RDF is a W3C standard for modeling and sharing distributed knowledge based on a decentralized open-world assumption. Any knowledge about anything can be decomposed into triples (3-tuples) consisting of subject, predicate, and object; essentially, RDF is the lowest common denominator for exchanging data between systems.
How many times a day does - What do you think - get asked? Who's asking? Your customers, your employees, your suppliers, your kids, your friends, strangers, the media, colleagues. It seems everybody wants to know what you think.
Equally important is who is answering the question. Why, because more people can and do freely volenteer information - user generated content - about what they think. People on the net are organizing around interests and sharing reviews, images, videos, podcasts, votes, recommendations. They are writing to the web using social software applications.
You know, the static ones with old information. Or one where you couldn't find the information you wanted? The kind where the customers needs were an after thought. I dread those. You see them all over the web. From small business sites to medium ones and even large company sites. They all suck.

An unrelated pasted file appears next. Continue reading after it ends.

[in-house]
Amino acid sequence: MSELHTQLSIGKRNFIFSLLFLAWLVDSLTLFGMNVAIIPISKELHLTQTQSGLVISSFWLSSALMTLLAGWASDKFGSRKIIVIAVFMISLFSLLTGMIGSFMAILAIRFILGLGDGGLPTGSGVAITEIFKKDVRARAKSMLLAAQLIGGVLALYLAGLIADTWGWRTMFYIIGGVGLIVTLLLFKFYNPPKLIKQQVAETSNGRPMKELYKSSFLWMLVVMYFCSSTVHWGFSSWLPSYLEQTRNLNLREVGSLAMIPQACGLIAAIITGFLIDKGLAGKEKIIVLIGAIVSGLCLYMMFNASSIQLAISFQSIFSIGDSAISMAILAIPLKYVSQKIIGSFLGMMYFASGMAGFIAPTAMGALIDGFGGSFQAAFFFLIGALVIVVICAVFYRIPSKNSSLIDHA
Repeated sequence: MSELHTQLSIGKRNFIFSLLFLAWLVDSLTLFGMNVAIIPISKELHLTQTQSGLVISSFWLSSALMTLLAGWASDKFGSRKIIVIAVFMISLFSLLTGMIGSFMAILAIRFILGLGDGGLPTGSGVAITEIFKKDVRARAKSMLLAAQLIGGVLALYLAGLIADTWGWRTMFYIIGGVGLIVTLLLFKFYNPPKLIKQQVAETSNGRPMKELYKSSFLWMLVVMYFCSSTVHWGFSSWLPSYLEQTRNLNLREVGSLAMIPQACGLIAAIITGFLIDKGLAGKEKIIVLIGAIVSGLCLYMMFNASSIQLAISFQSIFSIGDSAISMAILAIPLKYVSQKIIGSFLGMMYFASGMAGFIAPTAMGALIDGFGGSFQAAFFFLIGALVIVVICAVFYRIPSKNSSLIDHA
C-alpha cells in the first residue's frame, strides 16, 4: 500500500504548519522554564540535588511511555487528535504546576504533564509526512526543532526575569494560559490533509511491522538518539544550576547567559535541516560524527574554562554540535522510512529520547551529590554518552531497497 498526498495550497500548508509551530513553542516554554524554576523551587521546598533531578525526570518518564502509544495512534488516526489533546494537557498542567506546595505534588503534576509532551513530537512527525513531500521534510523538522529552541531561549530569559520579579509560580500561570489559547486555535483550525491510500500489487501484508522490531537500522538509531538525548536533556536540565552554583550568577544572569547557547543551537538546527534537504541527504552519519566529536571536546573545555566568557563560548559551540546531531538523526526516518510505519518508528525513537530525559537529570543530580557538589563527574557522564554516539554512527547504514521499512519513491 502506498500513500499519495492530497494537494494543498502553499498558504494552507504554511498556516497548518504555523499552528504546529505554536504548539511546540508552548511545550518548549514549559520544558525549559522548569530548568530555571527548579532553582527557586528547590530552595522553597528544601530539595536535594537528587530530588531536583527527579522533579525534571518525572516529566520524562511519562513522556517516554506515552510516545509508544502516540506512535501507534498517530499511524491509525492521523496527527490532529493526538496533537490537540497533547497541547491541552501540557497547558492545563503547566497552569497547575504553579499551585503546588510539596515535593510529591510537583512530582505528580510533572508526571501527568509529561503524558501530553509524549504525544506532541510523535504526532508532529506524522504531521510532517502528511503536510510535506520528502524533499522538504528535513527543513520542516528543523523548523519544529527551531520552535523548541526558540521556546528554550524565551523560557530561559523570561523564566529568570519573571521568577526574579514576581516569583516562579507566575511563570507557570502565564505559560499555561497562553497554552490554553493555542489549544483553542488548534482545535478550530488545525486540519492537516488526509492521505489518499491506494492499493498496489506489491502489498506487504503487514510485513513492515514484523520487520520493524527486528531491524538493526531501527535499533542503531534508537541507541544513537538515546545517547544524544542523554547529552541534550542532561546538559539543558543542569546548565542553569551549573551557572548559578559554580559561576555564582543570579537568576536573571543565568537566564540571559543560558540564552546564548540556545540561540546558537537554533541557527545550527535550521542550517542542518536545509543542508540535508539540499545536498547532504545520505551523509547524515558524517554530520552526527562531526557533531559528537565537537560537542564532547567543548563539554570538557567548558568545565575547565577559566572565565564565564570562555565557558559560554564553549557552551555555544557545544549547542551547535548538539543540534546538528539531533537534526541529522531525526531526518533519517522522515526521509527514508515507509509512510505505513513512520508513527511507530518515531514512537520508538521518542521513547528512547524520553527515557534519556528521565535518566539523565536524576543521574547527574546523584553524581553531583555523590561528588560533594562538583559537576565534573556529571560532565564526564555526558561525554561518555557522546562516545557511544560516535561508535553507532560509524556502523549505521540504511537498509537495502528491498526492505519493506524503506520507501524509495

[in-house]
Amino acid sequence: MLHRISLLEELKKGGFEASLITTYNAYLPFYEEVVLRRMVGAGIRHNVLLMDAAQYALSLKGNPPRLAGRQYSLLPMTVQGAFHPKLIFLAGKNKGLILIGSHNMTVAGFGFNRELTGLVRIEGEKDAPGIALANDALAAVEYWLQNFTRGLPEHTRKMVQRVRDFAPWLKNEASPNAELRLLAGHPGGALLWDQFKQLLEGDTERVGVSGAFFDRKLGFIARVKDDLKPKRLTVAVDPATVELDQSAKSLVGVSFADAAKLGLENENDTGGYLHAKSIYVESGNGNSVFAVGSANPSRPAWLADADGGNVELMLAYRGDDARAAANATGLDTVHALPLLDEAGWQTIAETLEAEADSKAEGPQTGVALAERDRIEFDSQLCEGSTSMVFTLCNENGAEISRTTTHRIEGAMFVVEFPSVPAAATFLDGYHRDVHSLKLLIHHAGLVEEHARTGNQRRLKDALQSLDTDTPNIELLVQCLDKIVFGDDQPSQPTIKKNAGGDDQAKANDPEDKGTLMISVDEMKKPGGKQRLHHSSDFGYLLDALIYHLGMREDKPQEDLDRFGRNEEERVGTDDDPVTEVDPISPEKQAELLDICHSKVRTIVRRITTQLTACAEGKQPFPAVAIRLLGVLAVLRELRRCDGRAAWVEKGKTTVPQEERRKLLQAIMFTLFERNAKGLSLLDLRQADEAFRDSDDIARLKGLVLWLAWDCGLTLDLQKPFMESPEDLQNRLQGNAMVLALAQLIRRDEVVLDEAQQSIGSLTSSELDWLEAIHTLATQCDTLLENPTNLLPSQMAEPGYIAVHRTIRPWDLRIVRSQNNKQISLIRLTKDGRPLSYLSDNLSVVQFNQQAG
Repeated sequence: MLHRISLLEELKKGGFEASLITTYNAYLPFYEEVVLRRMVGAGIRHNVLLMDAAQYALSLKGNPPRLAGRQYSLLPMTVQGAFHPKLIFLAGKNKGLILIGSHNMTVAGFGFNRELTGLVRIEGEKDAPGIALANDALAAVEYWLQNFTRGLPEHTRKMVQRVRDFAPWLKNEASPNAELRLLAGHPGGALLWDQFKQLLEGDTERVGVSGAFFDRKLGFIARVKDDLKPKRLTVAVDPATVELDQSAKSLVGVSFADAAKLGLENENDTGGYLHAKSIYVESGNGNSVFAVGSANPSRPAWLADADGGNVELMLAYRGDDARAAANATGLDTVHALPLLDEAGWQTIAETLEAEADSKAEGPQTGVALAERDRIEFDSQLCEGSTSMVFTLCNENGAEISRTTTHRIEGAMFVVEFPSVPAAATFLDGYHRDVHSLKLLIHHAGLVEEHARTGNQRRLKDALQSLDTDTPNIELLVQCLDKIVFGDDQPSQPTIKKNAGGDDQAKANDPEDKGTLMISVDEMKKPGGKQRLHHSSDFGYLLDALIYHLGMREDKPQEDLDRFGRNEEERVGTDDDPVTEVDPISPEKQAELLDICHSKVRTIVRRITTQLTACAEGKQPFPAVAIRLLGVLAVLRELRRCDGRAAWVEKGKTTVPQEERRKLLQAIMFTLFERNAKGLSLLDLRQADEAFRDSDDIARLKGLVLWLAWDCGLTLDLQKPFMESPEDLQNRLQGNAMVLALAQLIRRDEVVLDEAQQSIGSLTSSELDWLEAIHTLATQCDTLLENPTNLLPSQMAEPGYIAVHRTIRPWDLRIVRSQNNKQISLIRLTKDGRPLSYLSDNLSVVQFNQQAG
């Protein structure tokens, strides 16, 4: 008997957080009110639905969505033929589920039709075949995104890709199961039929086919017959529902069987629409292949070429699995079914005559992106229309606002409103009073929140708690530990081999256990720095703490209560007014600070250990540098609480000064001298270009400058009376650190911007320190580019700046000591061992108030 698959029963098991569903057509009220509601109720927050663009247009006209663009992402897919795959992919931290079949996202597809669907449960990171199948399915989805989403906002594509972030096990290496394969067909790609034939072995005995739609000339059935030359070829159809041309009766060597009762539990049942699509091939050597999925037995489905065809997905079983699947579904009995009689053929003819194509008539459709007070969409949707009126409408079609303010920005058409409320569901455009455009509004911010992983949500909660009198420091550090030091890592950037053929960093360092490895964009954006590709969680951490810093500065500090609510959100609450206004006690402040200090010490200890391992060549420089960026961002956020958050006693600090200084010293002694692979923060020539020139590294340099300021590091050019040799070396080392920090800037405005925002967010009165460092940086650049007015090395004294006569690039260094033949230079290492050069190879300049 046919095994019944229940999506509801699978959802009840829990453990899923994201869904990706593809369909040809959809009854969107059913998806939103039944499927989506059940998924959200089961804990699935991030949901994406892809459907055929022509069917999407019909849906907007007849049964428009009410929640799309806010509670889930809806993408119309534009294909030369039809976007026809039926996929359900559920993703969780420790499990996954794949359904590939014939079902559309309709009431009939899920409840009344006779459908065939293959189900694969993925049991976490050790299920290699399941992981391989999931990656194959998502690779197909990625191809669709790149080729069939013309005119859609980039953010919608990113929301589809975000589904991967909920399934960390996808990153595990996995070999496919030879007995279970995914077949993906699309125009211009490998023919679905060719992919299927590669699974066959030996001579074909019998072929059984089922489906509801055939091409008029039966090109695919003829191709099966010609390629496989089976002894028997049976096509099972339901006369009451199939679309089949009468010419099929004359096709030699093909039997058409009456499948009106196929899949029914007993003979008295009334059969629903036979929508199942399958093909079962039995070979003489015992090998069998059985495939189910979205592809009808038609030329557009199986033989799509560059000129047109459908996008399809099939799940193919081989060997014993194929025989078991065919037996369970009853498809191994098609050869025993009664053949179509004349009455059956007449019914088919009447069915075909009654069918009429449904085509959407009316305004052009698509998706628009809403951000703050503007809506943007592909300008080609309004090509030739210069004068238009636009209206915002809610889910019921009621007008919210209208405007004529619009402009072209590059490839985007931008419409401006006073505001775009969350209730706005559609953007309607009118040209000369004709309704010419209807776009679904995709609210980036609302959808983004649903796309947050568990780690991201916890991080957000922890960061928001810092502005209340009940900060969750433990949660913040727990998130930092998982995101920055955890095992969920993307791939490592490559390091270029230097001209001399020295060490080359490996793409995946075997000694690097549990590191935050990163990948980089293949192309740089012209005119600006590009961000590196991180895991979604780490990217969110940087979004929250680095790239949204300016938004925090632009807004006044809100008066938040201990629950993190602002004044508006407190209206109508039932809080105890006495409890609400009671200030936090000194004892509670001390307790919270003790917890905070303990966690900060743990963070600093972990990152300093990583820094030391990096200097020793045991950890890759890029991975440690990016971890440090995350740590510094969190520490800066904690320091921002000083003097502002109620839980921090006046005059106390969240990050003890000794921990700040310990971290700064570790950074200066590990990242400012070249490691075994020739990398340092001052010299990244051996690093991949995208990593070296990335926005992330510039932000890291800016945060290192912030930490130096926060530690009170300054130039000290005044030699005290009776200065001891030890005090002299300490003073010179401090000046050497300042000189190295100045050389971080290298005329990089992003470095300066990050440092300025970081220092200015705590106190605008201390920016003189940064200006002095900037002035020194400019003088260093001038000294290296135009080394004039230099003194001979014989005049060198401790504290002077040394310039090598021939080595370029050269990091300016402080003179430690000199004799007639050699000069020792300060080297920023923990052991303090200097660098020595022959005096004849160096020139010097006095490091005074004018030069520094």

Understanding online communities, social media, social media tools, and social commerce are important to your business, and you need to spend some quality time using them to really get what they're all about. The power of user-driven tools lies in the using.
I've been using del.icio.us (social bookmarking site) for the last three years to bookmark and share what I find interesting on the net. Also, I use it as my primary search tool. Google/Yahoo are great for the generic stuff but for the meaningful stuff I use del.icio.us. Why? Easy, most of the bookmarks to web pages are intelligently filtered, noted, and tagged. Plus, I can find and make connections with others.
Not so fast. I often times get caught up in what I know about social networking and information management - the curse of knowledge. I assume that most people are familiar with the ideas of social information management. They aren't.
But companies aren't replicating the free-flowing exchange that has been a hallmark of the broader blogosphere. Rather, companies are trying to harness that freedom and conform it to business needs, with forward-thinking companies using strategic planning and formal policies to shape the use of blogs and other Web 2.0 tools to drive more communication and collaboration among workers.
Bringing on the blogs
" Akanksha Goel, newly appointed Editor-in-Chief of Stuff Singapore -- a gadgets and technology lifestyle publication launched in the UK five years ago -- is a final-year marketing and corporate communication student at Singapore Management University. Goel, who also helped organise Asia's first PodCamp held at the university recently, talked to Knowledge@SMU about how social media compels us to rethink culture, and why companies should take advantage of these new channels to grow their businesses."